Ulster Bank has revealed plans to sell a further large portfolio of mortgages worth €900m which are not being repaid as they should be, or at all. 

90% of the loans, or 3,200 accounts with a total value of €810m, relate to family homes, reflecting the fact that most of the bank's outstanding non-performing mortgages are now in this category. 

The other 10%, or 400 accounts worth a combined total value of €90m, are for buy-to-let (BTL) properties. 

The bank hopes to have a buyer in place and the sale completed by around late autumn. 

It says the move follows attempts to work with the customers concerned to find a way to sustainable solutions. 

"The PDH loans have been assigned to this portfolio following a concentration of effort with customers in difficulty to ensure that they were given every opportunity to agree a sustainable solution and to remain in a home that they can afford," a spokesperson for the bank said in a statement.

"For all of these customers, the continued extension of forbearance cannot unfortunately be maintained," the spokesperson added. 

The move by Ulster Bank does not come as a great surprise as it had signalled it was considering another loan sale in the third quarter of last year and also more recently at an Oireachtas committee hearing. 

Currently around 11.3% of Ulster Bank's loans are non-performing and it, along with all the other main Irish banks, is under pressure from the European Central Bank and the Central Bank to reduce that figure to 5%. 

"Not all mortgages, PDH [Private Dwelling House] or BTL, are sustainable and we are obliged to reduce the level of non-performing loans on our balance sheet," the spokesperson said. 

"For mortgages that are not sustainable, additional forbearance will not bring them back to a performing position." 

In August last year the bank announced the sale of 5,200 non-performing mortgages worth €1.4 billion to so-called vulture fund, Cerberus. 

The difference in that case, however, was that just 45% of the portfolio was made up of mortgages on family homes, far lower than in the current planned sale. 

In the current portfolio, the average arrears on the private dwelling house (PDH) loans is €33,000, while on the buy-to-let properties it is higher at €36,000. 

But when it comes to the average period that the loans have not been performing, in the PDH category it is 75 months, compared to 53 months for the buy-to-lets. 

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On average, the customers whose family homes are included have been in five forbearance arrangements and have been in arrears for 58 months.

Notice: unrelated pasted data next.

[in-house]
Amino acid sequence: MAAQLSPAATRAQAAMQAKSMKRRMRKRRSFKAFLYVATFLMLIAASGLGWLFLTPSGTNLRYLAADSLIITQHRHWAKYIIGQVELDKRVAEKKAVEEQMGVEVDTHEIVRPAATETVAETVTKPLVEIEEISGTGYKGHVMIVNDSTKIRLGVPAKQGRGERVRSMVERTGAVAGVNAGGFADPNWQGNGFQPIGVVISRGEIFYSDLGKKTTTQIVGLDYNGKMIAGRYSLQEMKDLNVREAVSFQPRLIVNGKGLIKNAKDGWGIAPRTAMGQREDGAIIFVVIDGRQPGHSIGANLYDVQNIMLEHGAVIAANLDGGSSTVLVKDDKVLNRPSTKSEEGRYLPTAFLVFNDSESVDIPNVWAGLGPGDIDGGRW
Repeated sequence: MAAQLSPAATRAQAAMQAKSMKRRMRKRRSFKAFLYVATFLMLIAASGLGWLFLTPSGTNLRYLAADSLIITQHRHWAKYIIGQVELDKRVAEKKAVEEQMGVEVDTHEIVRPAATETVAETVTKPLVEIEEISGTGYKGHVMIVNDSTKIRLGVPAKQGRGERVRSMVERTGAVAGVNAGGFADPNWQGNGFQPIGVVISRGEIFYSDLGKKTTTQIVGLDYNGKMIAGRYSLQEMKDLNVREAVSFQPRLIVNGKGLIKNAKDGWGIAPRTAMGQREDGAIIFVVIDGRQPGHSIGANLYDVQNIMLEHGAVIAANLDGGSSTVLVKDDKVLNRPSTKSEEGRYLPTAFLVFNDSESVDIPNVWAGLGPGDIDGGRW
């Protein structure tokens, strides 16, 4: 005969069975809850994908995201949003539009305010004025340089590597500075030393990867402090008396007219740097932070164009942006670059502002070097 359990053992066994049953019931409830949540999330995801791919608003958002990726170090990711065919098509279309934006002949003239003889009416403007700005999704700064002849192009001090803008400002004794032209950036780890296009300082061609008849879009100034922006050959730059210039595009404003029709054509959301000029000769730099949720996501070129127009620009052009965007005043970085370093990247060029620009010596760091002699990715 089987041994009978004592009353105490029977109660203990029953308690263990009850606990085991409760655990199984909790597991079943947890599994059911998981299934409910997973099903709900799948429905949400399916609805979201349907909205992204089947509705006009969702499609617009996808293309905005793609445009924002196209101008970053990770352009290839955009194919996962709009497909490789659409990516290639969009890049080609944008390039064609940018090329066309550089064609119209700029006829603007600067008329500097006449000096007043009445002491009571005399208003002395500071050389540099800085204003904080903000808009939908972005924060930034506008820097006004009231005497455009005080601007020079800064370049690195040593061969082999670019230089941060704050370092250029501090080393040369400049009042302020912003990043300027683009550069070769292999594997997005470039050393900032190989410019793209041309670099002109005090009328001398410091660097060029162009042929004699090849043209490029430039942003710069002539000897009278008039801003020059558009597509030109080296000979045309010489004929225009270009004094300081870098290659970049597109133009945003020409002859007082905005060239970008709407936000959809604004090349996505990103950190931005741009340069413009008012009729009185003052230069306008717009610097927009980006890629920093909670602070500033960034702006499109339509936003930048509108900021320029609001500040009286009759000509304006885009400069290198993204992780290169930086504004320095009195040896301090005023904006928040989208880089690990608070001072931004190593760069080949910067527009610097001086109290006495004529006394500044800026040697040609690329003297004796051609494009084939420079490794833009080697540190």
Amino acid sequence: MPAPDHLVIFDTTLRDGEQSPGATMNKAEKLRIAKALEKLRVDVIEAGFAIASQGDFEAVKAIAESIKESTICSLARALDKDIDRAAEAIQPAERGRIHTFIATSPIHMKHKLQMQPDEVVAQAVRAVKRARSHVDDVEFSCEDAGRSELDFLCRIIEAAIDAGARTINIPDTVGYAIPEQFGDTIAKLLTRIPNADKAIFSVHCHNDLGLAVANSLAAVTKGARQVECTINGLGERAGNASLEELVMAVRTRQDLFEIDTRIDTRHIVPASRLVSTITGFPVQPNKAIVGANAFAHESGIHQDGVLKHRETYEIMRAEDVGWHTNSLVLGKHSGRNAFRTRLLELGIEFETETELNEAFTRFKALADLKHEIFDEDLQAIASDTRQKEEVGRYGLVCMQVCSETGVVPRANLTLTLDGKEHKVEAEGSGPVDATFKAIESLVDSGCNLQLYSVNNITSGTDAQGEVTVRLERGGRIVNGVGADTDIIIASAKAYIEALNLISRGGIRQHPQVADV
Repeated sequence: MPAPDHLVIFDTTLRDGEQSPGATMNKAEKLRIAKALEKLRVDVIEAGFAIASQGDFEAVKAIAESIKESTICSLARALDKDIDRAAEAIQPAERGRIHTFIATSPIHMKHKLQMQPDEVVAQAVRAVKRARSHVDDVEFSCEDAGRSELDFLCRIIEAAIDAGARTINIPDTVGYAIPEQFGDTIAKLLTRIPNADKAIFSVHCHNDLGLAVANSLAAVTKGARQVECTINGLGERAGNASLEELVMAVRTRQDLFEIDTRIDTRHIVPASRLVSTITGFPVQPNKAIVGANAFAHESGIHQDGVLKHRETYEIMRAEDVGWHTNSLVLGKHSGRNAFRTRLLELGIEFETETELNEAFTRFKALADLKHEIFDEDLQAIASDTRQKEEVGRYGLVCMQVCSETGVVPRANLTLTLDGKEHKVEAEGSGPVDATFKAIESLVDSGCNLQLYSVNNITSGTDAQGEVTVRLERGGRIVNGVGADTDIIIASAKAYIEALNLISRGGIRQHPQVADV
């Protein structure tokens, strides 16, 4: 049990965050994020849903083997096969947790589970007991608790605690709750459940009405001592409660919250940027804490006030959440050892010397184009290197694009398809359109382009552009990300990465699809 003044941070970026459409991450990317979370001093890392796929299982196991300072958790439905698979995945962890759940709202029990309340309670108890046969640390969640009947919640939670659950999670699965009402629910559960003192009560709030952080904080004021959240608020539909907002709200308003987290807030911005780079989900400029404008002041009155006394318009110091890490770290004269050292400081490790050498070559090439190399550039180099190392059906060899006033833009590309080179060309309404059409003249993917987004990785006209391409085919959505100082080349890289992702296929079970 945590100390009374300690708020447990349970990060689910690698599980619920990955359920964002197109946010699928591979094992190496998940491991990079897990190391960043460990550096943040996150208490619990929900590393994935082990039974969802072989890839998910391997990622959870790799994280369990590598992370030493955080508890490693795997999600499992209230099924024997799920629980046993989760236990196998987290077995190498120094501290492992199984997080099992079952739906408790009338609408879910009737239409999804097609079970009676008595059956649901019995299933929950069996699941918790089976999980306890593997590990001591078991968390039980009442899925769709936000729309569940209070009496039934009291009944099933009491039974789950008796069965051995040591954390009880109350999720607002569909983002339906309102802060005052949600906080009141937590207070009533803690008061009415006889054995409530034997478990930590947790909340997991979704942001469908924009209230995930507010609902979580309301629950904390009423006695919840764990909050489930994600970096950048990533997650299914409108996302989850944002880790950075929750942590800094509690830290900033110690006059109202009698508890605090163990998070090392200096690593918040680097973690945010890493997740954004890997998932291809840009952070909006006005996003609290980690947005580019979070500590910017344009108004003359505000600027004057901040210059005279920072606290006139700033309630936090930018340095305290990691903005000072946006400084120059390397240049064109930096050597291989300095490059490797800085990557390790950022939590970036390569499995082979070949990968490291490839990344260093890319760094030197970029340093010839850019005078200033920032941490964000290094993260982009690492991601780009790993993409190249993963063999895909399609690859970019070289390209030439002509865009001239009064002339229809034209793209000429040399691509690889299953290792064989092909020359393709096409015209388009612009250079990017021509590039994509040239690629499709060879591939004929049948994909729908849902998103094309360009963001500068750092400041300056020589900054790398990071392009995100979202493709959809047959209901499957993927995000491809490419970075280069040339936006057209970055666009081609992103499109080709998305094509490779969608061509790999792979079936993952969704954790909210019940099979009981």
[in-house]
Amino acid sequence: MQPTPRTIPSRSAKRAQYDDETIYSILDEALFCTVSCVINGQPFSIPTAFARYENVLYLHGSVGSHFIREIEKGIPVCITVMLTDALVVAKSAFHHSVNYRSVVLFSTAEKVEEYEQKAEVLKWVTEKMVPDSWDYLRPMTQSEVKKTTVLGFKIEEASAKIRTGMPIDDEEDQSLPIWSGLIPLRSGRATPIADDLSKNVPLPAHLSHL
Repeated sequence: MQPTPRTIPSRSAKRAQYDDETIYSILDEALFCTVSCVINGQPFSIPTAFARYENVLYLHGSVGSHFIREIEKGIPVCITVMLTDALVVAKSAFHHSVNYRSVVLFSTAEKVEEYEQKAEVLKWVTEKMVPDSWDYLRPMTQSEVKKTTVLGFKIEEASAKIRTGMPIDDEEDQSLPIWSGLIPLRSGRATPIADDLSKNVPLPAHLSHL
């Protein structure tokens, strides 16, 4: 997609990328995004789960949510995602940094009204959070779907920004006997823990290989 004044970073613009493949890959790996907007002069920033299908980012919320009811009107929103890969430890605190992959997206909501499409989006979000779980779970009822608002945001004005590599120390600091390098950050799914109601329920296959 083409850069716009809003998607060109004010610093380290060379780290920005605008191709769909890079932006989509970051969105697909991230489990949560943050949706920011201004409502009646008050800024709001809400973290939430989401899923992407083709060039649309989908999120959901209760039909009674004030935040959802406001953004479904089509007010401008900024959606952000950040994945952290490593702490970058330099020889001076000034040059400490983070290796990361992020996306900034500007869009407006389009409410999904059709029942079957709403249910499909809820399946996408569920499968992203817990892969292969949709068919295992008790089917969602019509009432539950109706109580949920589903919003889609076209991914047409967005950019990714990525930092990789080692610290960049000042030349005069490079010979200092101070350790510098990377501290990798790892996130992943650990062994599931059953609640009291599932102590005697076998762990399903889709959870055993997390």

40% entered arrears over seven years ago, and none of these loans are in a repayment arrangement. 

According to bank sources, it has undergone an intense period of engagement with customers still in arrears over the past 12 months, in an effort to find a sustainable solution for them. 

Four out of every five customers who engaged with the bank have received an offer of a solution they can cope with. 

But in the case of the other one in every five, a sustainable arrangement could not be found or the customer was not willing to engage. 

Once the sale is complete, Ulster Bank's non-performing loans will be down close to the 5% of its total book sought by regulators.

Fianna Fáil criticised the move and said the Central Bank must use the powers it has been given by the Oireachtas to regulate previously unregulated loan owners.

"Fianna Fáil believes that mortgage holders who are making a genuine effort and are paying what they can should be protected and kept in their home," said finance spokesperson, Michael McGrath.

"The number one priority of the regulators seems to be to protect the health of the banks. They have little concern about what happens to the customer once their loan is sold on by a retail bank within their remit."

While Sinn Féin's Pearse Doherty said the planned sale is unacceptable.

He claimed the political support of government allows banks to get away with these sales.

The Irish Mortgage Holders' Organisation warned the result of the sale for many would be homelessness.

"This is an additional homeless tsunami that's coming," said the IMHO's David Hall.

"These are people and families, not just numbers. 3,200 accounts with an average of 3.5 persons living in each home, having not been able to maintain restructured payments, means 11,200 people will be homeless. The future for the 400 buy to let tenants is also uncertain."